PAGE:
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As seen by the kinesiologist, the human body is a highly complex machine constructed of living tissue. As such it is subject to the laws and principles of mechanics as well as those of biology. The principles of mechanics are directly applicable both to the movements of the human body and to the implements it handles. Principles of balance and equilibrium, motion, and the application of forces apply equally to people in motion as they do to rockets and wheels, gears and missiles. A study of the fundamental principles of mechanics as they apply to movement skills will aid the teacher, therapist, and coach in the analysis of skills for the intelligent evaluation of technique and correction of error. Applications in research can lead to the determination of the relative merits of existing techniques as well as to the development of techniques yet unknown.

Interest in mechanical analysis and study as part of physical education was due in large measure to the influence of three pioneers. C. H. McCloy, from the University of Iowa, toured the country in the late 1930s and 1940s giving lectures with demonstrations showing specific ways in which performance could be improved by the application of appropriate mechanical principles. He was the first to develop a course in the mechanical analysis of motor skills. Pioneer efforts in cinematographic analysis by Ruth Glassow at the University of Wisconsin also contributed to interest in the application of the fundamental principles of mechanics and physics to sports skills among physical educators in the United States. During this same period Thomas Cureton, whose undergraduate degree was in electrical engineering, taught mechanics of sports and physical activities at Springfield College. His research and writing at this time concentrated on the applications of physics to physical education and on the principles of cinematographic analysis (Atwater 1980). During the 1950s and early 1960s, research on the mechanics of sports activities increased in scope and variety as others became involved and as methodology and equipment improved, but it was in the late 1960s and early 1970s that a lively interest in the mechanical analysis of humans in motion emerged. Graduate programs designed to prepare specialists in the mechanics of human motion appeared, and the results of vastly improved research methodology, technology, and instrumentation became apparent in a growing body of literature. There was a new area of study that many have named biomechanics of sport and others have called mechanical kinesiology.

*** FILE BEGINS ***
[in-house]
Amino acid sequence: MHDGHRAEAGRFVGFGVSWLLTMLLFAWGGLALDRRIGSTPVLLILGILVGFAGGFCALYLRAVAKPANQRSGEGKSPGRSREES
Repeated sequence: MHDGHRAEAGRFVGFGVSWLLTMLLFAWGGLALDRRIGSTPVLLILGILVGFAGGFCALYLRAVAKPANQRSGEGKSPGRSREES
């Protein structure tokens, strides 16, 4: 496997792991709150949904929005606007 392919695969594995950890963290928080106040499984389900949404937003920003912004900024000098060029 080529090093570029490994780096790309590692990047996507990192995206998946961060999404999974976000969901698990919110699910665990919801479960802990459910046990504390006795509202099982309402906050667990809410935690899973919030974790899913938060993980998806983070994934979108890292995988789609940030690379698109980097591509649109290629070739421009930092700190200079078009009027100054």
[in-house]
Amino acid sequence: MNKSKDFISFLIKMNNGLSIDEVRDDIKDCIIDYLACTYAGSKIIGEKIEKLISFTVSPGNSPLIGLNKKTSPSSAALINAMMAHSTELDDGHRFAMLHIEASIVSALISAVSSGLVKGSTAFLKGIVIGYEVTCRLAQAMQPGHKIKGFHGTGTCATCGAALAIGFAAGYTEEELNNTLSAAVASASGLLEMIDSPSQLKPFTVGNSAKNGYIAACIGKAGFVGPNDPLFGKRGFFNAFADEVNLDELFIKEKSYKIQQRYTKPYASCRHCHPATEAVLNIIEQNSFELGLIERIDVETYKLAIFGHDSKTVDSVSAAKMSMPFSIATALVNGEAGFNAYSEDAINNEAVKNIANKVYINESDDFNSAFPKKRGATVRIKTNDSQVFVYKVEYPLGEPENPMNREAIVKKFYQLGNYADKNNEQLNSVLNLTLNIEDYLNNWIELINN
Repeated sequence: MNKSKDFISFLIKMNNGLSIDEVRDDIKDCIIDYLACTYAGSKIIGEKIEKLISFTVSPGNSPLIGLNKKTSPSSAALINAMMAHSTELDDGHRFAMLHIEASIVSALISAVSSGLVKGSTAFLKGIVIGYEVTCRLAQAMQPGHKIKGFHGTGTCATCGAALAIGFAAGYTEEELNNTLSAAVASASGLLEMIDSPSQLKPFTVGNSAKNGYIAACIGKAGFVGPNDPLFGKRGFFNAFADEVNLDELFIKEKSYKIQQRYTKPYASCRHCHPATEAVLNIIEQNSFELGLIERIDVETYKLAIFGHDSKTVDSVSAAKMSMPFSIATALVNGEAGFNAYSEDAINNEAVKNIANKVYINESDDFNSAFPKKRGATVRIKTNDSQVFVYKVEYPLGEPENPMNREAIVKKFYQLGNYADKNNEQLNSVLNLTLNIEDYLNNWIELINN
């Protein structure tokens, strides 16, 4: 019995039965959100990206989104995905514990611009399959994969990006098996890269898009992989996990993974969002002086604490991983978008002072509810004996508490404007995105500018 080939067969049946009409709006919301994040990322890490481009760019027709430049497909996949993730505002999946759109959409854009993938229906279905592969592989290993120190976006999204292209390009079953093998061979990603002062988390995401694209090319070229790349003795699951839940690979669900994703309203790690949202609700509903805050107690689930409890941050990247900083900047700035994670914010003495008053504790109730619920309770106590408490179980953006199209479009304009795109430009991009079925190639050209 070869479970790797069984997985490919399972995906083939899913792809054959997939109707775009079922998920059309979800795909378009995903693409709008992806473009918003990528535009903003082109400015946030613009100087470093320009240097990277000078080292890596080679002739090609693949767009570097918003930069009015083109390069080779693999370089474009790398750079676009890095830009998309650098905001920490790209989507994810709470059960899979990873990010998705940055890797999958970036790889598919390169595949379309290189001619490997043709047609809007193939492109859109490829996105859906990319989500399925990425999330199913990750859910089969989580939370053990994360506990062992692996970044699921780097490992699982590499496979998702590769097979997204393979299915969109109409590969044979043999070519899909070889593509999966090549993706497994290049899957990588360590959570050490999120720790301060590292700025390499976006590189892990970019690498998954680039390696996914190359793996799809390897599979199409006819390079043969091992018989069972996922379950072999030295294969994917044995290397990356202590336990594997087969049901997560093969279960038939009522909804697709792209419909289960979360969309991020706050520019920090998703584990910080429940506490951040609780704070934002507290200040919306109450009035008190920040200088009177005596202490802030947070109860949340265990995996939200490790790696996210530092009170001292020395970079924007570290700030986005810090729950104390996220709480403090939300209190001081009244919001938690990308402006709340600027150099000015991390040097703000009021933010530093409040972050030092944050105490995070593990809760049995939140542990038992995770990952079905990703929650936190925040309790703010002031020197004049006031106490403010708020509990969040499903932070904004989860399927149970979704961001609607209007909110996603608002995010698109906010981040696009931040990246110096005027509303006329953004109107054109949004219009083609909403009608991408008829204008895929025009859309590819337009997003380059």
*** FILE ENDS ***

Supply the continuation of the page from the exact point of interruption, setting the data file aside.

In the branch of science called biomechanics, the principles and methods of mechanics are applied to the structure and function of biological systems. Because biology is concerned with all living things, biomechanics is a very broad branch of science, and the biomechanics of sport is only one of the applied areas in which applications are made of the same common core of knowledge and fundamental research found in physics, mathematics, anatomy, and physiology. Other fields of applied biomechanics include industrial engineering and ...

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